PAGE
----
Securing the Internet of Things
When a device comes knocking on the front door, how do you know when to let it in?
We’ve all seen the incredible growth stats for IoT. And the market is already flooded with solutions to address all kinds of challenges that accompany these types of devices, but are we all talking about the same thing?
In a Forbes article from late last year, which summarized IoT studies, respondents believed “the IoT is associated with ever-greater levels of connectivity; more intelligence built into devices, objects, and systems; and a strong data and applied learning orientation.” This same article also stated that across different surveys, respondents that felt they were well prepared for the security implications of the IoT varied between 30 percent and 57 percent.
That’s a pretty wide margin and low by security standards. Each of these devices are connected to the Internet, and therefore, susceptible to being hacked.
I was recently visiting a friend who had the Amazon Echo. I had seen this advertised, but never gave it much thought until I played with it for 5 minutes. Now I have to have one. It’s a very cool and useful device for the tech-savvy homeowner, but also a liability, because it expands the attack surface with all its connectivity.
The biggest security issue with the IoT is authentication. Before the device performs a requested function, how does it know that the request is from the owner of the device, and not from a hacker? The device needs some way to identify the user.
In the example of the car, there may be an interface (the navigation screen), where you could prompt the user to authentication, but in the case of devices like Echo, there is no interface; it is voice-activated. The obvious answer is to leverage an out-of-band or push notification mechanism to the user’s mobile device. The question then becomes how often do you use this mechanism? Too much, it becomes annoying; too little, it doesn’t protect the user.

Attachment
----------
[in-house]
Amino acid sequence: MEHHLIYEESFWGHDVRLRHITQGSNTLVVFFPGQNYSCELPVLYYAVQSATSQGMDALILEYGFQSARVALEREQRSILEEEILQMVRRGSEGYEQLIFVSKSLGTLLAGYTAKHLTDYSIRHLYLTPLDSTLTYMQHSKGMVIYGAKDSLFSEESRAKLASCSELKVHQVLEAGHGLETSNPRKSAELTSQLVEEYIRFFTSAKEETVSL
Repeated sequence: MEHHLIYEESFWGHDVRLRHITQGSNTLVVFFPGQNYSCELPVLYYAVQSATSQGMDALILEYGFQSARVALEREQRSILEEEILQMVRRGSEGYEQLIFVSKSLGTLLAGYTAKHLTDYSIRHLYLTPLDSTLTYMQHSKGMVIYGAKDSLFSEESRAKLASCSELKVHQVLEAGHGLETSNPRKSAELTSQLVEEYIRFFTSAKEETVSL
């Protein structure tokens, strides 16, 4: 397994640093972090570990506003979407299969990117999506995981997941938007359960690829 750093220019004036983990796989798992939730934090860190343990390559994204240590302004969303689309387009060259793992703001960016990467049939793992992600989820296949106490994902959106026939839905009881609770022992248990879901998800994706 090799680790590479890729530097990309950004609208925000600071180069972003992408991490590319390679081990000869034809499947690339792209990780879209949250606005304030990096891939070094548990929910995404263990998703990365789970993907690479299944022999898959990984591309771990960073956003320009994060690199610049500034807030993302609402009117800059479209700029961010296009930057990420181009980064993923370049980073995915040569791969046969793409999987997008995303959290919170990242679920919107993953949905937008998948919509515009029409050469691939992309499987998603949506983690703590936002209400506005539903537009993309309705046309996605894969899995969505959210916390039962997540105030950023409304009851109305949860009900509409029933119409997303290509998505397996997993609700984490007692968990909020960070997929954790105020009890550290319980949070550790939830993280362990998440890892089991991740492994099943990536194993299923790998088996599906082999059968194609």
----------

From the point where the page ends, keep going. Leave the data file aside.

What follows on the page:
User behavior is a strong indicator of an individual’s identity, and it can be used to detect when a user’s behavior differs from normal patterns. For example, a user normally requests news and weather every morning before requesting that Echo open the garage door. The user rarely uses Echo to open the door in the evenings, so a request to open the garage door at 3am would be out-of-pattern.
This may be viewed as a risky request, so Echo initiates an out-of-band authentication request. On the other hand, a different user may work the late shift. For this user, opening the garage door late in the evening would be quite normal. A behavior model learns the patterns for each user, and gauges risk based on that user’s unique patterns.
In addition, simply adding risk analysis provides greater assurance that the user is who they claim to be, and because this is transparent to the end user, there is no impact unless the transaction is deemed too risky. And this allows you to enhance security without introducing significant friction.
How are you securing your IoT devices?